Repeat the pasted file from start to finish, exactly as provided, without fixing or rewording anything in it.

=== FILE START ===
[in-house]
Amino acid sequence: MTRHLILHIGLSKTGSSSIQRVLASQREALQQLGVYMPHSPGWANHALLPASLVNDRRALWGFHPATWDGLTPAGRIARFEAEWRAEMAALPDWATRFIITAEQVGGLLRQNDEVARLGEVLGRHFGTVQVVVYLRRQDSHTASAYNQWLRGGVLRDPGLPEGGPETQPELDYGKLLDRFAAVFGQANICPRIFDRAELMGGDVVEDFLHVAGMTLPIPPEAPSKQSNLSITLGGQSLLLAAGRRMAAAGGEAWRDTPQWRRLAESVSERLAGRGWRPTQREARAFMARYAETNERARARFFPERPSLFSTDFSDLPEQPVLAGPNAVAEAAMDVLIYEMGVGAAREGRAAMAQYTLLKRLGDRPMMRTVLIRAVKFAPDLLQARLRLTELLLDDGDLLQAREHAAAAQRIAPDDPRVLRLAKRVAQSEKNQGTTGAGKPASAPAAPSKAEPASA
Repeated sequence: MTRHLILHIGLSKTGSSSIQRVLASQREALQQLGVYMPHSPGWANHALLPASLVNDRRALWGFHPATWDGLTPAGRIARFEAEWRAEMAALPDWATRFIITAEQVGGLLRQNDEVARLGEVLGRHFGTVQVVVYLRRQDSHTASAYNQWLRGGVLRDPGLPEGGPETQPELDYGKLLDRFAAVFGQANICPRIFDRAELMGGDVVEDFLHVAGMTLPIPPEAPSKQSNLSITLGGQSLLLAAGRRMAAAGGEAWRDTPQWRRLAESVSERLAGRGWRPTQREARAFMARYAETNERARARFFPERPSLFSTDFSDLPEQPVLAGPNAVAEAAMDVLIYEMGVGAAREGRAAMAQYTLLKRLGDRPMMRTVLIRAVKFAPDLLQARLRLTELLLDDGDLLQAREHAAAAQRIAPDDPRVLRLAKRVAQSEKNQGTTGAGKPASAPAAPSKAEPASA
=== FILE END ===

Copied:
[in-house]
Amino acid sequence: MTRHLILHIGLSKTGSSSIQRVLASQREALQQLGVYMPHSPGWANHALLPASLVNDRRALWGFHPATWDGLTPAGRIARFEAEWRAEMAALPDWATRFIITAEQVGGLLRQNDEVARLGEVLGRHFGTVQVVVYLRRQDSHTASAYNQWLRGGVLRDPGLPEGGPETQPELDYGKLLDRFAAVFGQANICPRIFDRAELMGGDVVEDFLHVAGMTLPIPPEAPSKQSNLSITLGGQSLLLAAGRRMAAAGGEAWRDTPQWRRLAESVSERLAGRGWRPTQREARAFMARYAETNERARARFFPERPSLFSTDFSDLPEQPVLAGPNAVAEAAMDVLIYEMGVGAAREGRAAMAQYTLLKRLGDRPMMRTVLIRAVKFAPDLLQARLRLTELLLDDGDLLQAREHAAAAQRIAPDDPRVLRLAKRVAQSEKNQGTTGAGKPASAPAAPSKAEPASA
Repeated sequence: MTRHLILHIGLSKTGSSSIQRVLASQREALQQLGVYMPHSPGWANHALLPASLVNDRRALWGFHPATWDGLTPAGRIARFEAEWRAEMAALPDWATRFIITAEQVGGLLRQNDEVARLGEVLGRHFGTVQVVVYLRRQDSHTASAYNQWLRGGVLRDPGLPEGGPETQPELDYGKLLDRFAAVFGQANICPRIFDRAELMGGDVVEDFLHVAGMTLPIPPEAPSKQSNLSITLGGQSLLLAAGRRMAAAGGEAWRDTPQWRRLAESVSERLAGRGWRPTQREARAFMARYAETNERARARFFPERPSLFSTDFSDLPEQPVLAGPNAVAEAAMDVLIYEMGVGAAREGRAAMAQYTLLKRLGDRPMMRTVLIRAVKFAPDLLQARLRLTELLLDDGDLLQAREHAAAAQRIAPDDPRVLRLAKRVAQSEKNQGTTGAGKPASAPAAPSKAEPASA